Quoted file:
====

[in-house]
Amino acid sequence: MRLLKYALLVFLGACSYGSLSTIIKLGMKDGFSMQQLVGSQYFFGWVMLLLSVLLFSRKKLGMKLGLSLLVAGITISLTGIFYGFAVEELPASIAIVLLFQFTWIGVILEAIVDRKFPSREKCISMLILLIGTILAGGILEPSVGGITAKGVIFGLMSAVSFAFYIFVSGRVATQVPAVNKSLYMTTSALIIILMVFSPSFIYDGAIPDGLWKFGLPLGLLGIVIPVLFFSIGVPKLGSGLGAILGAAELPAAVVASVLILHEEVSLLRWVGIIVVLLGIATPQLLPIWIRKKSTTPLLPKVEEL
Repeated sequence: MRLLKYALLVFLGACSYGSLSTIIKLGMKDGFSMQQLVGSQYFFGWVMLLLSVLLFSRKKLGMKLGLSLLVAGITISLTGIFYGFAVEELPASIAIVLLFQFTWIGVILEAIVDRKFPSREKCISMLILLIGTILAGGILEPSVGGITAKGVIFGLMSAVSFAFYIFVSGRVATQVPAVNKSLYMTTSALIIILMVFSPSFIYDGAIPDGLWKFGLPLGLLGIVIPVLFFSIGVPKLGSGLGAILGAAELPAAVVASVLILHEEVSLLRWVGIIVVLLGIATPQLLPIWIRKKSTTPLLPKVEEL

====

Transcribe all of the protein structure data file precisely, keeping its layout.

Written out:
[in-house]
Amino acid sequence: MRLLKYALLVFLGACSYGSLSTIIKLGMKDGFSMQQLVGSQYFFGWVMLLLSVLLFSRKKLGMKLGLSLLVAGITISLTGIFYGFAVEELPASIAIVLLFQFTWIGVILEAIVDRKFPSREKCISMLILLIGTILAGGILEPSVGGITAKGVIFGLMSAVSFAFYIFVSGRVATQVPAVNKSLYMTTSALIIILMVFSPSFIYDGAIPDGLWKFGLPLGLLGIVIPVLFFSIGVPKLGSGLGAILGAAELPAAVVASVLILHEEVSLLRWVGIIVVLLGIATPQLLPIWIRKKSTTPLLPKVEEL
Repeated sequence: MRLLKYALLVFLGACSYGSLSTIIKLGMKDGFSMQQLVGSQYFFGWVMLLLSVLLFSRKKLGMKLGLSLLVAGITISLTGIFYGFAVEELPASIAIVLLFQFTWIGVILEAIVDRKFPSREKCISMLILLIGTILAGGILEPSVGGITAKGVIFGLMSAVSFAFYIFVSGRVATQVPAVNKSLYMTTSALIIILMVFSPSFIYDGAIPDGLWKFGLPLGLLGIVIPVLFFSIGVPKLGSGLGAILGAAELPAAVVASVLILHEEVSLLRWVGIIVVLLGIATPQLLPIWIRKKSTTPLLPKVEEL